The right to food, and its variations, is a human right protecting the right of people to feed themselves in dignity, implying that sufficient food is available, that people have the means to access it, and that it adequately meets the individual's dietary needs. The right to food protects the right of all human beings to be free from hunger, food insecurity and malnutrition. The right to food does not imply that governments have an obligation to hand out free food to everyone who wants it, or a right to be fed. However, if people are deprived of access to food for reasons beyond their control, for example, because they are in detention, in times of war or after natural disasters, the right requires the government to provide food directly.
The right is derived from the International Covenant on Economic, Social and Cultural Rights which has 170 state parties as of April 2020. States that sign the covenant agree to take steps to the maximum of their available resources to achieve progressively the full realization of the right to adequate food, both nationally and internationally. In a total of 106 countries the right to food is applicable either via constitutional arrangements of various forms or via direct applicability in law of various international treaties in which the right to food is protected.
At the 1996 World Food Summit, governments reaffirmed the right to food and committed themselves to halve the number of hungry and malnourished from 840 to 420 million by 2015. However, the number has increased over the past years, reaching an infamous record in 2009 of more than 1 billion undernourished people worldwide. Furthermore, the number who suffer from hidden hunger – micronutrient deficiences that may cause stunted bodily and intellectual growth in children – amounts to over 2 billion people worldwide.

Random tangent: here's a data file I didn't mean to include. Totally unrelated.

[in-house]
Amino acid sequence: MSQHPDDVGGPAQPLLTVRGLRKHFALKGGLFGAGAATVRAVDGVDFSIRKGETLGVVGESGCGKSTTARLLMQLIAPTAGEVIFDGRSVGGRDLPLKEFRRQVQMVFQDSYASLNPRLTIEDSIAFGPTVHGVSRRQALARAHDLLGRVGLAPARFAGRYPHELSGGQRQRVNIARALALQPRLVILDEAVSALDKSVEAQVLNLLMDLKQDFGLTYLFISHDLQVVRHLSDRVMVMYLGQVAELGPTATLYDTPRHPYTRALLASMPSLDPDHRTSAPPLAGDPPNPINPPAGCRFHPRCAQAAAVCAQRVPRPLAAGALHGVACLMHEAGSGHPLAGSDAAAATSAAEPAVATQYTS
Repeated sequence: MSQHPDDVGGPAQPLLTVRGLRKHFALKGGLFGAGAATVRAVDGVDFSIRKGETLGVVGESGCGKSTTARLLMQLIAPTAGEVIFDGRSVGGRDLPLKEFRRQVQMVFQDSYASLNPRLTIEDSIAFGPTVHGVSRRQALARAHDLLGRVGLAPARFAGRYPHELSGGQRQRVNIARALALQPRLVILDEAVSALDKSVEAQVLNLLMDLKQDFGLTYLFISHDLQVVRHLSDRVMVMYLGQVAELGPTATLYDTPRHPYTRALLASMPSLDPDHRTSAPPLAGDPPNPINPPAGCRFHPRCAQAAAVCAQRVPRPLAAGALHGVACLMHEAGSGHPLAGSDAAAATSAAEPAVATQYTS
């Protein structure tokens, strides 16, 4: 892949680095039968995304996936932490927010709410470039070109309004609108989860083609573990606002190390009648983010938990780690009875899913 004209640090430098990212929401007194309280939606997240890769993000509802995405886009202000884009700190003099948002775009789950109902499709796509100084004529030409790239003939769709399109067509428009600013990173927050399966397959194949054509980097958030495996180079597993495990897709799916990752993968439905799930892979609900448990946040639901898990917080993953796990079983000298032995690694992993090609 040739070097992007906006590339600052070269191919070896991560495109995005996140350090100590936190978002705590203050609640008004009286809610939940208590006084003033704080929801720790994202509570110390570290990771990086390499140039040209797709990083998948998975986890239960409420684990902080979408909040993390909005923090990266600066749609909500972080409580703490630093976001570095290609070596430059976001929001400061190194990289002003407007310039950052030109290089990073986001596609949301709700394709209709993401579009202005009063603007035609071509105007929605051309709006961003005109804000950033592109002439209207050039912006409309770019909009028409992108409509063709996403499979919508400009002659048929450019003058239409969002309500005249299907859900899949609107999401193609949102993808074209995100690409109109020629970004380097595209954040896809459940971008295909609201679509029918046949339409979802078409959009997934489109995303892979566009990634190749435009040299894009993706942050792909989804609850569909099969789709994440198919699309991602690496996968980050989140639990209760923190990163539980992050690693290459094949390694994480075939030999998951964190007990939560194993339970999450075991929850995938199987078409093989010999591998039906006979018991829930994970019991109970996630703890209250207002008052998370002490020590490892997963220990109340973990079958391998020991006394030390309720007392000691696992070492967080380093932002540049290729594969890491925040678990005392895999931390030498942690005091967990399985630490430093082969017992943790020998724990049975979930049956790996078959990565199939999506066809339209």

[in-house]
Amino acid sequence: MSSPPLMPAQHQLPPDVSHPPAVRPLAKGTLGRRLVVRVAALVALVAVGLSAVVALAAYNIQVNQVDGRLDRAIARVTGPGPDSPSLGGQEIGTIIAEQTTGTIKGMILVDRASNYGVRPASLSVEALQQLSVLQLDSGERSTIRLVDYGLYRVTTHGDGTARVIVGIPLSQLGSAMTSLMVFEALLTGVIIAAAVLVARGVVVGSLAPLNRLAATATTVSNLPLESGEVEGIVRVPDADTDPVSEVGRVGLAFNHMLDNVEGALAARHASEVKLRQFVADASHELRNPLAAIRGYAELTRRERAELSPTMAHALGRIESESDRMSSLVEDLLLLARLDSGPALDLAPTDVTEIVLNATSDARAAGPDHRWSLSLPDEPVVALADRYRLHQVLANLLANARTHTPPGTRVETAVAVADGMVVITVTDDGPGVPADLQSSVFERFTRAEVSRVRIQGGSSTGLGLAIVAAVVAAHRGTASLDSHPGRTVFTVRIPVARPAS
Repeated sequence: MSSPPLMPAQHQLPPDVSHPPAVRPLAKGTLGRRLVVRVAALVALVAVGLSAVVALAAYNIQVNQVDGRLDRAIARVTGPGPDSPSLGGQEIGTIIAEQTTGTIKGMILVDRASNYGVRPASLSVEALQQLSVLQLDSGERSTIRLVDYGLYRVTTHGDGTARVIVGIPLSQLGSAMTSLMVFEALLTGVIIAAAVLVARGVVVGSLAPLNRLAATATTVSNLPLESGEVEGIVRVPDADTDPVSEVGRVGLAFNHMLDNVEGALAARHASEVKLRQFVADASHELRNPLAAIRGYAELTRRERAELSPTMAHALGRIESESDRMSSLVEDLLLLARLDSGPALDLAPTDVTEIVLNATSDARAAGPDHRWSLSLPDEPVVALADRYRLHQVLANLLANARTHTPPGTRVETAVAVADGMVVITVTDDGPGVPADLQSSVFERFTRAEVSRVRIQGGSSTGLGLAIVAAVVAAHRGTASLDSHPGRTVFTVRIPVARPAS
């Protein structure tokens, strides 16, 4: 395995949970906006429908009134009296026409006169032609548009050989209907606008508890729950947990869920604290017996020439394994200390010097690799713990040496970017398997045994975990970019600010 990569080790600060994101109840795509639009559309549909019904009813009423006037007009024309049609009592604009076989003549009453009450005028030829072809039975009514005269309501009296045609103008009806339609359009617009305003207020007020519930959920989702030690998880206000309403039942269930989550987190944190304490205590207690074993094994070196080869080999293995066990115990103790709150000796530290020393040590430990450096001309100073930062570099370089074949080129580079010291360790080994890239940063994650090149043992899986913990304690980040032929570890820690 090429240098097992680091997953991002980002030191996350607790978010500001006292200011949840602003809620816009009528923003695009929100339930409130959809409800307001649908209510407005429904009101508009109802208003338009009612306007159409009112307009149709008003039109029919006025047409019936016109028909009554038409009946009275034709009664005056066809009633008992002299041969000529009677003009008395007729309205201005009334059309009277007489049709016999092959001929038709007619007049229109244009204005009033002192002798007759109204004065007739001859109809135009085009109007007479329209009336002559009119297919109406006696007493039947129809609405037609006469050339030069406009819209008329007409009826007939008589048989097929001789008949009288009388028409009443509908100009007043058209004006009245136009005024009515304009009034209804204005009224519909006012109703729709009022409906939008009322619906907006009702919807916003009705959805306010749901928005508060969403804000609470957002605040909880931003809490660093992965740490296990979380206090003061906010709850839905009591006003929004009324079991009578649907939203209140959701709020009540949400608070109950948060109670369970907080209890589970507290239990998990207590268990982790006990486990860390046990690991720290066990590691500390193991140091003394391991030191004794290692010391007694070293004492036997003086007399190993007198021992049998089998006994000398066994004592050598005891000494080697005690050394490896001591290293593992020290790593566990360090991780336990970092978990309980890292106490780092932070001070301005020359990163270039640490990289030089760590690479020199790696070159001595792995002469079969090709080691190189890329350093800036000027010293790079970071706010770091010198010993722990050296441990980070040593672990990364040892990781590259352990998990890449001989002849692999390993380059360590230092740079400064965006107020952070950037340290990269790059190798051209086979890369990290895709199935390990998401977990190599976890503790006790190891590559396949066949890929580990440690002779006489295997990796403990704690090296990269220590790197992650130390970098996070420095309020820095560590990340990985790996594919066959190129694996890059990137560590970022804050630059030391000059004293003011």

Whilst under international law states are obliged to respect, protect and fulfill the right to food, the practical difficulties in achieving this human right are demonstrated by prevalent food insecurity across the world, and ongoing litigation in countries such as India. In the continents with the biggest food-related problems – Africa, Asia and South America – not only is there shortage of food and lack of infrastructure but also maldistribution and inadequate access to food.
The Human Rights Measurement Initiative measures the right to food for countries around the world, based on their level of income.
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The International Covenant on Economic, Social and Cultural Rights recognizes the "right to an adequate standard of living, including adequate food", as well as the "fundamental right to be free from hunger". The relationship between the two concepts is not straightforward. For example, "freedom from hunger" (which General Comment 12 designates as more pressing and immediate) could be measured by the number of people suffering from malnutrition and at the extreme, dying of starvation. The "right to adequate food" is a much higher standard, including not only absence of malnutrition, but to the full range of qualities associated with food, including safety, variety and dignity, in short all those elements needed to enable an active and healthy life.
Inspired by the above definition, the Special Rapporteur on the Right to Food in 2002 defined it as follows: